Tag Archives: recycling

Tiny House Interlude #3

11 Apr

I started this entry yesterday after finishing an 18.5 hr overnighter finishing up a site for a client so I was not gonna “get into too much detail on anything”. Just list a few awesome tiny house links, resources, videos…with a bit of commentary of course, and a personal update. But then again the tiny house underground is quite large and I couldn’t help myself. So, first a word on interior aesthetics. For those uninterested you can skip to the next section.

Drywall

It’s odd, I never considered having a home with an all wood interior until I started researching tiny houses. When I thought, “wood” I always pictured the faux wood paneling or the traditional log cabins…neither of which I liked very much. And then wood was pretty much all I saw for probably 100+ tiny house videos…and I never really thought twice about it. It’s probably one of the most obvious characteristics of most tiny homes…other than the fact that they are tiny of course, and somehow it totally felt right. Obviously, for those who are using recycled/reclaimed wood, building more green in general and want a more hand-crafted look this seems to be the way to go. Just recently I saw 2 tiny homes with drywall interiors. Here’s one of them. The most obvious difference: more light.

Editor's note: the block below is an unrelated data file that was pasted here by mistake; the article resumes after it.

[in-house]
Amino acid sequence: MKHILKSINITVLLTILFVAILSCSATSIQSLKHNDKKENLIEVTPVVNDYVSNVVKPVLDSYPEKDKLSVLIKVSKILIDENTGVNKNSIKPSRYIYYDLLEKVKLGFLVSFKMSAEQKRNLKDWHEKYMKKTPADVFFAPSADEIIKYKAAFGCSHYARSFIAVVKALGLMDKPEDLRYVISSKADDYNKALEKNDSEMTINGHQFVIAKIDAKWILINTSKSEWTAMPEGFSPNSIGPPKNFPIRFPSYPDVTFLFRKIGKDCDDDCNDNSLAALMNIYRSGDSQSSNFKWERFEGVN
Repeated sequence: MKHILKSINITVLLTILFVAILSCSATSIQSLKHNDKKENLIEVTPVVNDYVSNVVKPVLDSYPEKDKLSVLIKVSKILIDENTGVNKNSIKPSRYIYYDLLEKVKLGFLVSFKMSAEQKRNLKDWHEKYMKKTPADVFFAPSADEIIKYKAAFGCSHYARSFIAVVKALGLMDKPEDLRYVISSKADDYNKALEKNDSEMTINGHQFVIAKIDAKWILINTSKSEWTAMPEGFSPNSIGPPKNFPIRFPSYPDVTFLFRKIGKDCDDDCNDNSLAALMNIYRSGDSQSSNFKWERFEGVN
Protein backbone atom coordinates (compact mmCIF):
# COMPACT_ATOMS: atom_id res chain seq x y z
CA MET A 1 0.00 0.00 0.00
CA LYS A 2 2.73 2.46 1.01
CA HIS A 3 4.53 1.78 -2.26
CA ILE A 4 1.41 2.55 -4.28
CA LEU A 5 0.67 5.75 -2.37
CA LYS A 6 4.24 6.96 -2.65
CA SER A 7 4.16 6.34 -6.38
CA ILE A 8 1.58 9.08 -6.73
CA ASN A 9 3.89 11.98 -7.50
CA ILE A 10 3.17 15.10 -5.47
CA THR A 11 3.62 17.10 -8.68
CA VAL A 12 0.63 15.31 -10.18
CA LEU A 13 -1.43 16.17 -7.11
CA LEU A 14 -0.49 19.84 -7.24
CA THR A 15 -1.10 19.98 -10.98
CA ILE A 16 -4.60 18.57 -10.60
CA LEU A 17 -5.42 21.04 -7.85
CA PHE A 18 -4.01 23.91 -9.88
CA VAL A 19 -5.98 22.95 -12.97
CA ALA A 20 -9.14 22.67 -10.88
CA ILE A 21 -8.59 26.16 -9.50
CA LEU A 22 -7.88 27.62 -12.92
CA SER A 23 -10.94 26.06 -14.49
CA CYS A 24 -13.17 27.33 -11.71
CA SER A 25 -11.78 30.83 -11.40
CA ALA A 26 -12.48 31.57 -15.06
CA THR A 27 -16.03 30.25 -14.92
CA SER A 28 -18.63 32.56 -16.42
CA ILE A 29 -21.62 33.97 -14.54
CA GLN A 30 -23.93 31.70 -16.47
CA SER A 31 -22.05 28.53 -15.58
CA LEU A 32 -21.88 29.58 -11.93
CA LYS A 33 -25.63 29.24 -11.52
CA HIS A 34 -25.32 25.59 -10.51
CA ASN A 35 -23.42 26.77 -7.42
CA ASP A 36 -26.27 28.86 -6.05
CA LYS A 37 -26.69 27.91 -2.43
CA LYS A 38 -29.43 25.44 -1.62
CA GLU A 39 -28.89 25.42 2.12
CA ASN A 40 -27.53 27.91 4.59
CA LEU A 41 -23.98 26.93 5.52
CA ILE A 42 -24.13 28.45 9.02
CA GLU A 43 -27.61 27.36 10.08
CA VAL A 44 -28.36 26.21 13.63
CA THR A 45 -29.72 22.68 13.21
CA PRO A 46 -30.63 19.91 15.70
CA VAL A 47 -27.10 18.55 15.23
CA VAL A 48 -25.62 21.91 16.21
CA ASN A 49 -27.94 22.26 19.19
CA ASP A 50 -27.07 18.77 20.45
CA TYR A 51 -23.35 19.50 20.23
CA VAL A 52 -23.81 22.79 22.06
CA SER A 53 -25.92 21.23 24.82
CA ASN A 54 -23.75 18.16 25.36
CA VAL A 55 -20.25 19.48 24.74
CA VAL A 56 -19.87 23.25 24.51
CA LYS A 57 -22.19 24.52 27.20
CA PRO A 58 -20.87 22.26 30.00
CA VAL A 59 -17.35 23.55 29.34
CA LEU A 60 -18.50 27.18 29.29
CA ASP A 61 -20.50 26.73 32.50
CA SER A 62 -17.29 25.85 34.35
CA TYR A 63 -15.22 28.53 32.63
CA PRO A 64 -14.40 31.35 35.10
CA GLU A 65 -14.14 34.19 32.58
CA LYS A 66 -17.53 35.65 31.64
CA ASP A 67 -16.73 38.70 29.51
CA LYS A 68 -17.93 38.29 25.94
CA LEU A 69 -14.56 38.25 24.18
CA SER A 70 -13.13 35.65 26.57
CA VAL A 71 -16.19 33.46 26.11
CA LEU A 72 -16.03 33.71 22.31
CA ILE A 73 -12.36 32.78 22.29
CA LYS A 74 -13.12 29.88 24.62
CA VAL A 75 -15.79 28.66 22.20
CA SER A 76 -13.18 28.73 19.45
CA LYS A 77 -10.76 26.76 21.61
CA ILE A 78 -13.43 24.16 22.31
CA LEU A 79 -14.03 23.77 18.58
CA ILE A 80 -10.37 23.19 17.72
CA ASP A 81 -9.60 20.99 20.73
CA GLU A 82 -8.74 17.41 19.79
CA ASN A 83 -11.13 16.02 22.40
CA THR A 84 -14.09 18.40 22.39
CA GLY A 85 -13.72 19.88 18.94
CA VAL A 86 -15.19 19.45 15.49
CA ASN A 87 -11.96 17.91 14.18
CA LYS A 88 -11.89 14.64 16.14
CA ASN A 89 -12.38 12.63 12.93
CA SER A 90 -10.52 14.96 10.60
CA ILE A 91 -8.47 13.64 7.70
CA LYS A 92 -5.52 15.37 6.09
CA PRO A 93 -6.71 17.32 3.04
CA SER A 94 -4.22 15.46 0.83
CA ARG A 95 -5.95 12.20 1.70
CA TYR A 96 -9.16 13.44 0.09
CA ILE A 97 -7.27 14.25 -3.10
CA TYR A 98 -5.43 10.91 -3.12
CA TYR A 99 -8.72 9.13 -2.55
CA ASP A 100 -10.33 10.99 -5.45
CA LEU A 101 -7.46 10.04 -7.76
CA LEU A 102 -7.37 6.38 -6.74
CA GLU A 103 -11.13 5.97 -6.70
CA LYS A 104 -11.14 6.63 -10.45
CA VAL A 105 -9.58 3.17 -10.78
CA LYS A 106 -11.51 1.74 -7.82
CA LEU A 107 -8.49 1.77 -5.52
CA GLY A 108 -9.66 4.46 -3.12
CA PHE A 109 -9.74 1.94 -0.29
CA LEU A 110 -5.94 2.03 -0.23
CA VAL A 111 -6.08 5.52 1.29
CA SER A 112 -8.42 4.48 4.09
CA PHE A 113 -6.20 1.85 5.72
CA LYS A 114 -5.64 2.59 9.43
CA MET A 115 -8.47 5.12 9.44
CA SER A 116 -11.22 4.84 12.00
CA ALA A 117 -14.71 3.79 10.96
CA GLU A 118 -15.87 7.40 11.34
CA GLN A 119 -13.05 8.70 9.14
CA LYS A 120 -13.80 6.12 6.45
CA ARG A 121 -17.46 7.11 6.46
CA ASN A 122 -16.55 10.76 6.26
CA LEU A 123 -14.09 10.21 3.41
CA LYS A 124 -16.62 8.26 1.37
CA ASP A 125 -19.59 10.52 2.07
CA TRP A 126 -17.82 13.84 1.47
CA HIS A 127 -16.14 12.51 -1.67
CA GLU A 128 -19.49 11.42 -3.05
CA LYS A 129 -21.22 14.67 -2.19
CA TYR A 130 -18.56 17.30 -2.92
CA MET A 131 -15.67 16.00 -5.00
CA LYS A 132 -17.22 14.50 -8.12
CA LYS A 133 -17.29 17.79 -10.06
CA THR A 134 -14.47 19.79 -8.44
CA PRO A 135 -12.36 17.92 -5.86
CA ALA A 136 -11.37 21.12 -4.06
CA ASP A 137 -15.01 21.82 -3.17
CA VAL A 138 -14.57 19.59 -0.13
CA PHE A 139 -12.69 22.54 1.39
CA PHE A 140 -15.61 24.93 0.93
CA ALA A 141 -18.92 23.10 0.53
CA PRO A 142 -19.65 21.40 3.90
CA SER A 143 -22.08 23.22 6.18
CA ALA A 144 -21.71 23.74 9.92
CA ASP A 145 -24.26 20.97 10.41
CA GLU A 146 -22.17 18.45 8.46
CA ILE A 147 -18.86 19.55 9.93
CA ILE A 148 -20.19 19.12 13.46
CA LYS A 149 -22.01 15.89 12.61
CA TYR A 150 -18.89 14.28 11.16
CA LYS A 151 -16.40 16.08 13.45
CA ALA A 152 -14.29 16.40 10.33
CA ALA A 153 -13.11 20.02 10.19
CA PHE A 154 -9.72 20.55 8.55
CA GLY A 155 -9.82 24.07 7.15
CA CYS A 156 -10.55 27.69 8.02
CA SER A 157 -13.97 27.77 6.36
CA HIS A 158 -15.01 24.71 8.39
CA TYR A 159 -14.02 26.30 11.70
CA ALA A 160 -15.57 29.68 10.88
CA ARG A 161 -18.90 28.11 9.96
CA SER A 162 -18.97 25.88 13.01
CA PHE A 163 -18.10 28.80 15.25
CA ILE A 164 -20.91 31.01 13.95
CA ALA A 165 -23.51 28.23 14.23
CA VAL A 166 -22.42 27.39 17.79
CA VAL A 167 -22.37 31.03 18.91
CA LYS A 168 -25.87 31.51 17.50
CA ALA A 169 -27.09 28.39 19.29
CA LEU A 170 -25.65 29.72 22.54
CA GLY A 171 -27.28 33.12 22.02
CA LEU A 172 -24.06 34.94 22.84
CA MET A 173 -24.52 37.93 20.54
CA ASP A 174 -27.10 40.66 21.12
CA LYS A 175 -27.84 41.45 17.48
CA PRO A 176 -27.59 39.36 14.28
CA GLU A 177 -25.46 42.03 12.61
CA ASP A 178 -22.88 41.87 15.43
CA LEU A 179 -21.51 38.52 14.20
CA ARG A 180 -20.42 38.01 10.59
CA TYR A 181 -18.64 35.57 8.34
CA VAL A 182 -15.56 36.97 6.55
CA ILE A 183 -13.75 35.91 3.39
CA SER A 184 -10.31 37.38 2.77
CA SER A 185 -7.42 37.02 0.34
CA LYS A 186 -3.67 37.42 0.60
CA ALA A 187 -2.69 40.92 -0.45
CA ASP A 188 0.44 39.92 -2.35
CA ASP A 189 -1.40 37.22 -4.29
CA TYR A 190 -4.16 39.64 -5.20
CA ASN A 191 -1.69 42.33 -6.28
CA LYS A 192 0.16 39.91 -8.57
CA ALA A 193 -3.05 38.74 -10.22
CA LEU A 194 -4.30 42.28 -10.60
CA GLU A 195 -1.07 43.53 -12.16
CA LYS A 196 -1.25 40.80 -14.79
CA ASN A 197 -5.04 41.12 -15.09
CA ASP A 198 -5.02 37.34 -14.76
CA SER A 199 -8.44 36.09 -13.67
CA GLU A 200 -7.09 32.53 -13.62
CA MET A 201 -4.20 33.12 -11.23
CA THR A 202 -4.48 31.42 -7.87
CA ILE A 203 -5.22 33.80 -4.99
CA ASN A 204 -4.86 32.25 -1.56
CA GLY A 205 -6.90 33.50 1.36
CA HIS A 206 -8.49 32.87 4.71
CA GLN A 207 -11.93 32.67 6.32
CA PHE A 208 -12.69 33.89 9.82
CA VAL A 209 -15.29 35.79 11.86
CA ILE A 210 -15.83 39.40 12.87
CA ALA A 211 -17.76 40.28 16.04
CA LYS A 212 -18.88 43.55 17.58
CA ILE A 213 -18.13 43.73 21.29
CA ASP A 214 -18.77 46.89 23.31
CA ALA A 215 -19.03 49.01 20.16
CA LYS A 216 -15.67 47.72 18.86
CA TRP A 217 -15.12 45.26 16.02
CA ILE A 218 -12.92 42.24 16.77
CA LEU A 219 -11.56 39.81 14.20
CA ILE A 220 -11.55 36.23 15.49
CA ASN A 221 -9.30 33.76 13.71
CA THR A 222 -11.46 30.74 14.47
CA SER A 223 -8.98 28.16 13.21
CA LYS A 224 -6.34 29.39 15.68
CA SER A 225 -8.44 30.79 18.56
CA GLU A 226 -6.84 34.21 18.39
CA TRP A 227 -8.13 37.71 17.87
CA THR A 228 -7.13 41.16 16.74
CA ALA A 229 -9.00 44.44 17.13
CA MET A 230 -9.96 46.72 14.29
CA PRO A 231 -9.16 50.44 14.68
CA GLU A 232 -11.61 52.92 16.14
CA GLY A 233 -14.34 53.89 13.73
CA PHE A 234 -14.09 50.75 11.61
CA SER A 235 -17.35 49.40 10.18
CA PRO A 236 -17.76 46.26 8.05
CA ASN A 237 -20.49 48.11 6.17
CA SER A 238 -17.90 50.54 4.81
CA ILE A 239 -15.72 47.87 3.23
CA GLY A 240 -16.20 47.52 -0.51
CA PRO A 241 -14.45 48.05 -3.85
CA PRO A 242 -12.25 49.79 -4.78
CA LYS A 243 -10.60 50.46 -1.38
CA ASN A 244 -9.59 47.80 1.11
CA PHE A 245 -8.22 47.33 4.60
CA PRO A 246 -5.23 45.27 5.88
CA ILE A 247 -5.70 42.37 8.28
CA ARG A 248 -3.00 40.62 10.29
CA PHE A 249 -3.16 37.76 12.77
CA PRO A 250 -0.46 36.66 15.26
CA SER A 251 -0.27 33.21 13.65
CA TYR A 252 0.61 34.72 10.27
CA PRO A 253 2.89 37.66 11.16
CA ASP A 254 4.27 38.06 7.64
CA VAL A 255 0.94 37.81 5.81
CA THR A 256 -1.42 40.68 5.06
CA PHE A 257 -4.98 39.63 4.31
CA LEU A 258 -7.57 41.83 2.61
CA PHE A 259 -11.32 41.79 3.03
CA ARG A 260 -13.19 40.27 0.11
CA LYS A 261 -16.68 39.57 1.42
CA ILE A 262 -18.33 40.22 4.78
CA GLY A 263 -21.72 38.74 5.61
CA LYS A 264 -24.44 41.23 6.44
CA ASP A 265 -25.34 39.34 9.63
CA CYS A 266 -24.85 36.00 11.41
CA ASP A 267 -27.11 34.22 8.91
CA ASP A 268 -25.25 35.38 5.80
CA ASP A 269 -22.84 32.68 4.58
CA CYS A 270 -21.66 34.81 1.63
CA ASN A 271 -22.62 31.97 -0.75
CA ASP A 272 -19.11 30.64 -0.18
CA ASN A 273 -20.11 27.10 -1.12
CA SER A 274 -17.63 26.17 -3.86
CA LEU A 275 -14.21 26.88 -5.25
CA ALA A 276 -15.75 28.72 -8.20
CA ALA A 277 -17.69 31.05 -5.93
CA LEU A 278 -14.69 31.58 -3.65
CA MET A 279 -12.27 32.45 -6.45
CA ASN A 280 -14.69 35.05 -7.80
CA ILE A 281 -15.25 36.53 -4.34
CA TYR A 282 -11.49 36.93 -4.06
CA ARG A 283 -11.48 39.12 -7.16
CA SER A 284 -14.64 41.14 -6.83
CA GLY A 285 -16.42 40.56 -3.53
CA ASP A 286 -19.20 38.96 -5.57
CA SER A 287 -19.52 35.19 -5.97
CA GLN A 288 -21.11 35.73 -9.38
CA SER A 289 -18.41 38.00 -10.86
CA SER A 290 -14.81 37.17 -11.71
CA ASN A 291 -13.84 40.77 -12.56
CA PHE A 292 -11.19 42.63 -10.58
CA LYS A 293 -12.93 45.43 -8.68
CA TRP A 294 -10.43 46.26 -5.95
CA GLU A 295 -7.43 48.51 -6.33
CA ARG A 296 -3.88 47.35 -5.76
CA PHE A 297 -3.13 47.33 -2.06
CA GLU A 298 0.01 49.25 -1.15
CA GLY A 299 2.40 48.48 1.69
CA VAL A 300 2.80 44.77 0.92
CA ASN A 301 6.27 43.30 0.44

Personally, I’m not a fan of light. Odd I know. I love solar energy but to be out in the sun isn’t really my thing and it really saps my energy. Yes, I know that I live in LA. However, I’m assuming as I get older and my life simplifies I will start appreciating sunlight and lots of windows more than I currently do. I’ll just call it planning ahead.